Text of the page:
When asked if renewable energy is more costly, CEO Ju said at the call that the cost is “close to the normal electricity prices, and even in some regions and certain time periods, these transaction costs are lower than the grid electricity prices.”

“In the future, as China’s dual carbon policy continues to mature, the future cost of renewable energy consumption will fluctuate in different regions and different business models, affected by supply and demand. Chindata will strive to do its part to keep renewable energy costs stable in the long run,” Ju said.

Regulatory headwinds?

The entire internet and technology industry, no matter data centers or other sectors, have faced harsh regulations this year, from antitrust to data security investigations.

The Cyberspace Administration of China, the top internet regulatory authority, proposed in July change to the “Measures for Cybersecurity Review” that asked processors of over 100 million user data to be reviewed before an initial public offering overseas. In August, the State Council published the “Rules on the Protection of the Security for Critical Information Infrastructure” to put companies in the telecoms, energy, transport, finance and defence sectors under closer cybersecurity scrutiny. In November, the Personal Information Protection Law, deemed as China’s answer to the European Union’s General Data Protection Regulation, took effect in November.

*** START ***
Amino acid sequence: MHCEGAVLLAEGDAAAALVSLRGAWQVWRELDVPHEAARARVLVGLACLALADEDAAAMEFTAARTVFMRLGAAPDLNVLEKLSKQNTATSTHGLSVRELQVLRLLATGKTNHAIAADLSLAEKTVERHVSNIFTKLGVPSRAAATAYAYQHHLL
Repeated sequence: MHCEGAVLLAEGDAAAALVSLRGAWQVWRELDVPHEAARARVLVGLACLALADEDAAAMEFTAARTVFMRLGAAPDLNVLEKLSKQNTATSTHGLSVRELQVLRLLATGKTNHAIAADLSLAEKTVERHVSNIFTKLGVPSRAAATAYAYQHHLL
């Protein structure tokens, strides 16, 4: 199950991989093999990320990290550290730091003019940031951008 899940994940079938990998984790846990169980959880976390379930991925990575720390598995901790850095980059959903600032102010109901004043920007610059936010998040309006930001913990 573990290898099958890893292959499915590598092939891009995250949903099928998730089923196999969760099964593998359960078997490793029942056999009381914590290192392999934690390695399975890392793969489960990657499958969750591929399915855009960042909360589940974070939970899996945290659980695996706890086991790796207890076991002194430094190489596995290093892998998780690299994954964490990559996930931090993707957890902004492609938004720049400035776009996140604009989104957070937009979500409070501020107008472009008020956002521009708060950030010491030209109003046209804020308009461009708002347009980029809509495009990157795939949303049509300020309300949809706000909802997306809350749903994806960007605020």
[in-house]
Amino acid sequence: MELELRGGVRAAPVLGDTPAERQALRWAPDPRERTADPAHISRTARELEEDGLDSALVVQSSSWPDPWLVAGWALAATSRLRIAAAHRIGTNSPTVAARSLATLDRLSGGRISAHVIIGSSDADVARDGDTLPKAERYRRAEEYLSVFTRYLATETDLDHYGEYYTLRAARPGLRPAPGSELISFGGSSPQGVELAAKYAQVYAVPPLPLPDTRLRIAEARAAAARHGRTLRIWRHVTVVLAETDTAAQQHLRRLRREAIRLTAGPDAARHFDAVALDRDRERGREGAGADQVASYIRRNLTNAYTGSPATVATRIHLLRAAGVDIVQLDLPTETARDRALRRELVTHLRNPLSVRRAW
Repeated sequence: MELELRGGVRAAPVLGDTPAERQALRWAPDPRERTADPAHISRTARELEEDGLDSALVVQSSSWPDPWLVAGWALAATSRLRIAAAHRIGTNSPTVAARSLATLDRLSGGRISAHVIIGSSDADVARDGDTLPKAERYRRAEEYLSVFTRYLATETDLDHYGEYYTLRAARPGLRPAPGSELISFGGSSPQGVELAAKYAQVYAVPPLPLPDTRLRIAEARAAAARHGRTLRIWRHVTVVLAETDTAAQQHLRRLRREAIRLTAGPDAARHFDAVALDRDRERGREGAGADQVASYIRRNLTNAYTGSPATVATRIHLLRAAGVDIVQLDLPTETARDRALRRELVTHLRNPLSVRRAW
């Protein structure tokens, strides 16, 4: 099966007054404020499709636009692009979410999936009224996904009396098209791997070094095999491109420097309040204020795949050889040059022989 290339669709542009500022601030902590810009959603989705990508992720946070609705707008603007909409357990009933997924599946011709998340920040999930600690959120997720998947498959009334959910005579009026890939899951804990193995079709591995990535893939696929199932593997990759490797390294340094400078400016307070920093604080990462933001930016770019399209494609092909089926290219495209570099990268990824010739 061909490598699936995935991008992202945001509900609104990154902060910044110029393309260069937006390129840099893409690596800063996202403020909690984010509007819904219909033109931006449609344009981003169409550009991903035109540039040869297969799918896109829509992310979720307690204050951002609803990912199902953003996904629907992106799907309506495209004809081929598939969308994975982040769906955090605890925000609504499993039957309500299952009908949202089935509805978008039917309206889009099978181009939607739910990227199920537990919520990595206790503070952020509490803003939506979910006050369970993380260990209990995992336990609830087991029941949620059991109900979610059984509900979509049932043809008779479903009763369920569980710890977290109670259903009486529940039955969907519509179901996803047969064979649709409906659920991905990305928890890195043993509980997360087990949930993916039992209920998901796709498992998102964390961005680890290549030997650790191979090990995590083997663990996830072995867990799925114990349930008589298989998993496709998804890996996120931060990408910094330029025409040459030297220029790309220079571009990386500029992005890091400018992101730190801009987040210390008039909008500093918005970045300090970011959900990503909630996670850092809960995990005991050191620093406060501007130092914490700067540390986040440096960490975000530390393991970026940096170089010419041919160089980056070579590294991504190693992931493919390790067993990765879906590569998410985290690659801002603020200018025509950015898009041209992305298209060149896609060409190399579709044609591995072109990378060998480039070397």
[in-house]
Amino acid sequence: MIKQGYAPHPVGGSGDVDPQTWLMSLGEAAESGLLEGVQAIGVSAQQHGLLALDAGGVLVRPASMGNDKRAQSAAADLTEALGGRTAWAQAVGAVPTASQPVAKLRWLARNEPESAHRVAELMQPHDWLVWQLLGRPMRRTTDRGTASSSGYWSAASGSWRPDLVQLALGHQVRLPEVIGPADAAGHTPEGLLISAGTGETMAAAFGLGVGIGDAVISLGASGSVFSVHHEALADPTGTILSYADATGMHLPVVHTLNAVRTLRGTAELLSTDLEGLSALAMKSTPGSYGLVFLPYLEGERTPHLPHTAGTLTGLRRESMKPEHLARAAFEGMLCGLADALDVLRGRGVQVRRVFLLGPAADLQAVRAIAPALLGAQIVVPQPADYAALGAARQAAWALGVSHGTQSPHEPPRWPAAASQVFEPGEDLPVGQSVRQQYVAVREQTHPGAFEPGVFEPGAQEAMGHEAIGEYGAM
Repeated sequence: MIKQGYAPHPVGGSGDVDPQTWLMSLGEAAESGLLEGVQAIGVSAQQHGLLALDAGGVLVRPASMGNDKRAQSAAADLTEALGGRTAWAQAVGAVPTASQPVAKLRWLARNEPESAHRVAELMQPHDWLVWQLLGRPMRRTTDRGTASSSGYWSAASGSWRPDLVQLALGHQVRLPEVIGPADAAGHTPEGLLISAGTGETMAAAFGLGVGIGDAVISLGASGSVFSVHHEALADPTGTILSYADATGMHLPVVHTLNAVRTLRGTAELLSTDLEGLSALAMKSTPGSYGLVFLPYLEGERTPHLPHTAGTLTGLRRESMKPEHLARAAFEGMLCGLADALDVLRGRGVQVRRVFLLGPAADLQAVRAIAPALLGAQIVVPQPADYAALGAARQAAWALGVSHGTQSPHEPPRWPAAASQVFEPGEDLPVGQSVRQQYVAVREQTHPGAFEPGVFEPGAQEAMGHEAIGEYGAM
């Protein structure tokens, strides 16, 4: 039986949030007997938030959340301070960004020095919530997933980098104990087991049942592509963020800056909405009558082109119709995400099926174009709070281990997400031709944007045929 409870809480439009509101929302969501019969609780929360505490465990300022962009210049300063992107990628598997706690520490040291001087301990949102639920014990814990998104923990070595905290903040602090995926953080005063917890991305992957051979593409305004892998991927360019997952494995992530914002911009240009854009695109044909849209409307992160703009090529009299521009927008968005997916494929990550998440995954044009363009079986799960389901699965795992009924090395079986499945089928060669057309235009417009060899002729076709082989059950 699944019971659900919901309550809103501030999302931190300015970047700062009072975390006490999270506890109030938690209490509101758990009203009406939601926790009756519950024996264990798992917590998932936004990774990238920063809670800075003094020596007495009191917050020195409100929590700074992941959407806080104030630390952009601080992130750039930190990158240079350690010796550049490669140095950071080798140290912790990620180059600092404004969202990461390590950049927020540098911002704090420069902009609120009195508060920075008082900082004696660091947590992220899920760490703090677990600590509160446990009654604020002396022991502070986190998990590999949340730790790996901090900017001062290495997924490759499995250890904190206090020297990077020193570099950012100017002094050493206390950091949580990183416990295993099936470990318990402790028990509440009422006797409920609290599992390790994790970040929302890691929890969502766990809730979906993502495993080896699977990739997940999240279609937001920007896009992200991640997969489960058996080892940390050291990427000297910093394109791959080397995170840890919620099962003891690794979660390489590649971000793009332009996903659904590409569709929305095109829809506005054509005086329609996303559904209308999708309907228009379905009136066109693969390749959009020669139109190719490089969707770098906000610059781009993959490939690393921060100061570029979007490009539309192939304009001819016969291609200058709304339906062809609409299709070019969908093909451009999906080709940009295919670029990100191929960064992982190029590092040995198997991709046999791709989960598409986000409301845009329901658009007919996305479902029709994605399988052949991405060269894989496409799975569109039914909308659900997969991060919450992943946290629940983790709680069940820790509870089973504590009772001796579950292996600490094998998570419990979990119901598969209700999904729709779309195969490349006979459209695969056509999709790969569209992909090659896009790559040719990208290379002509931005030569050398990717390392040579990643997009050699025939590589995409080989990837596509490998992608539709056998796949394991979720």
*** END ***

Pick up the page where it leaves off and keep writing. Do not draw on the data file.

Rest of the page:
Chindata CFO Wang said in August that the the company’s service “does not involve the ownership or processing of any external data or information.”

“We primarily provide hardware/infrastructure level services such as colocation services, including the deployment of customers’ servers and other equipment in our properties and providing water, electricity, cooling and other relevant utilities,” Wang said. “Our hyperscale data center services in China are strictly restricted to domestic use, without any cross-border transfers of data/information.”

Wang ensured that Chindata “will closely monitor such regulatory updates and take further necessary measures to comply with any new or updated regulatory requirements that the company may be subject to.”

As for another challenge, the recent power shortage in China primarily due to the lack of coal, it has been an issue that investors and observers are concerned.

So far Chindata hasn’t been much affected, as the majority of its centers “are located in energy abundant regions”, Wang said.

“We believe our long term commitment to renewable energy development and the improvement of the related capacity will contribute to a stable and secured power supply as well as to serve as an adequate hedge against power tariff inflation, if any,” Wang said.

Fitch’s comment backed up the stance.

“We do not believe regulations to date have significantly affected Chindata’s client’s business model and ability or willingness to meet its obligations to Chindata”, the credit rating agency said.